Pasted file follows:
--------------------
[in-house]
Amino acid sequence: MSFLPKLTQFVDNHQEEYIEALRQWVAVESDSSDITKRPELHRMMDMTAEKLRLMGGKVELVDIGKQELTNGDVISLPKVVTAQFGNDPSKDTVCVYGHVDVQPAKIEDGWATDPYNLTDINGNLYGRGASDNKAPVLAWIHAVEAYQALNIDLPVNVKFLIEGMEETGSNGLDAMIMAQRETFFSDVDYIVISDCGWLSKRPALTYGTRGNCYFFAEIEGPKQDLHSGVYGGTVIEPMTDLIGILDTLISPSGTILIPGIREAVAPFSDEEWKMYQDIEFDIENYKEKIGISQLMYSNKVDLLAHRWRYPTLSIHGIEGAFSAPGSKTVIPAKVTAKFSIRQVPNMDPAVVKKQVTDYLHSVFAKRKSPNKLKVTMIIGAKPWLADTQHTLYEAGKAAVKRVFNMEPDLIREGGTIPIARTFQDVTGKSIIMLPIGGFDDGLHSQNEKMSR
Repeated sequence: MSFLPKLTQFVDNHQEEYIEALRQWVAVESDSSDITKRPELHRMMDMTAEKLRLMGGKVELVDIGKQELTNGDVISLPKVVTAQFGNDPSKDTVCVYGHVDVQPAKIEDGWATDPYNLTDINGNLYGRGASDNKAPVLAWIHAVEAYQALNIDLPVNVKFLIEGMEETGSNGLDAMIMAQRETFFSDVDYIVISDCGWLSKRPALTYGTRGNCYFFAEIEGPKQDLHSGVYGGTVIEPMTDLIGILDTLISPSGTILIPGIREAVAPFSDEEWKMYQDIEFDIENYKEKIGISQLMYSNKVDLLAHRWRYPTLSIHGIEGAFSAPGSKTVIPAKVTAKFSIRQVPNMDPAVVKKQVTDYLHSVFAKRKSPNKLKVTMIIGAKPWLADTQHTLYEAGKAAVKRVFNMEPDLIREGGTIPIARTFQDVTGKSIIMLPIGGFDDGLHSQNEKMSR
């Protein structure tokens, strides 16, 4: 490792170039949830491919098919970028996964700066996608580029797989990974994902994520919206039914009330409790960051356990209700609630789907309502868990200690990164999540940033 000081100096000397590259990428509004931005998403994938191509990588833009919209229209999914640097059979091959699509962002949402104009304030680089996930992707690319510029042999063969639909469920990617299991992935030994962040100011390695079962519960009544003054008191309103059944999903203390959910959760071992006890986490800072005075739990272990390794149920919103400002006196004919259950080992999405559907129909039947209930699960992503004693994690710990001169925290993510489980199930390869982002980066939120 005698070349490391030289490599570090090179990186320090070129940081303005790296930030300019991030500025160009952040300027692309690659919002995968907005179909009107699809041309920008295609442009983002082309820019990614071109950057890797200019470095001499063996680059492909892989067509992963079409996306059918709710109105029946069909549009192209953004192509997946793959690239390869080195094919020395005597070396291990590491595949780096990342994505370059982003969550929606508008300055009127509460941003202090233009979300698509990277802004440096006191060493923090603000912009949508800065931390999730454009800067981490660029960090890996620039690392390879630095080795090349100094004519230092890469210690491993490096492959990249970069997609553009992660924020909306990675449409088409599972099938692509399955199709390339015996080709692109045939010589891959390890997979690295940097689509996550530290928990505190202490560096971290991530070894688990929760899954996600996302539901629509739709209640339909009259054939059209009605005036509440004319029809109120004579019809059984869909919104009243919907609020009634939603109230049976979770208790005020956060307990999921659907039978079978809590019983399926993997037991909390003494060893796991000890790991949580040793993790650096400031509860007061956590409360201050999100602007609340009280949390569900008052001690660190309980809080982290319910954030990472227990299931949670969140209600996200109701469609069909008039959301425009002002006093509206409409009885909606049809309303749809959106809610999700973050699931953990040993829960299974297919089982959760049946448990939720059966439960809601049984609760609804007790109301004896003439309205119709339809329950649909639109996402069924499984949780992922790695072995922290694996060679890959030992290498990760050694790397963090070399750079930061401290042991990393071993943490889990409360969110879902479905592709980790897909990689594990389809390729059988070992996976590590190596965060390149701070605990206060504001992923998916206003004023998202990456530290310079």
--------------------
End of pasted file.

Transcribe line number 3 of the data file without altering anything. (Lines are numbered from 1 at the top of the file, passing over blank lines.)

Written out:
Repeated sequence: MSFLPKLTQFVDNHQEEYIEALRQWVAVESDSSDITKRPELHRMMDMTAEKLRLMGGKVELVDIGKQELTNGDVISLPKVVTAQFGNDPSKDTVCVYGHVDVQPAKIEDGWATDPYNLTDINGNLYGRGASDNKAPVLAWIHAVEAYQALNIDLPVNVKFLIEGMEETGSNGLDAMIMAQRETFFSDVDYIVISDCGWLSKRPALTYGTRGNCYFFAEIEGPKQDLHSGVYGGTVIEPMTDLIGILDTLISPSGTILIPGIREAVAPFSDEEWKMYQDIEFDIENYKEKIGISQLMYSNKVDLLAHRWRYPTLSIHGIEGAFSAPGSKTVIPAKVTAKFSIRQVPNMDPAVVKKQVTDYLHSVFAKRKSPNKLKVTMIIGAKPWLADTQHTLYEAGKAAVKRVFNMEPDLIREGGTIPIARTFQDVTGKSIIMLPIGGFDDGLHSQNEKMSR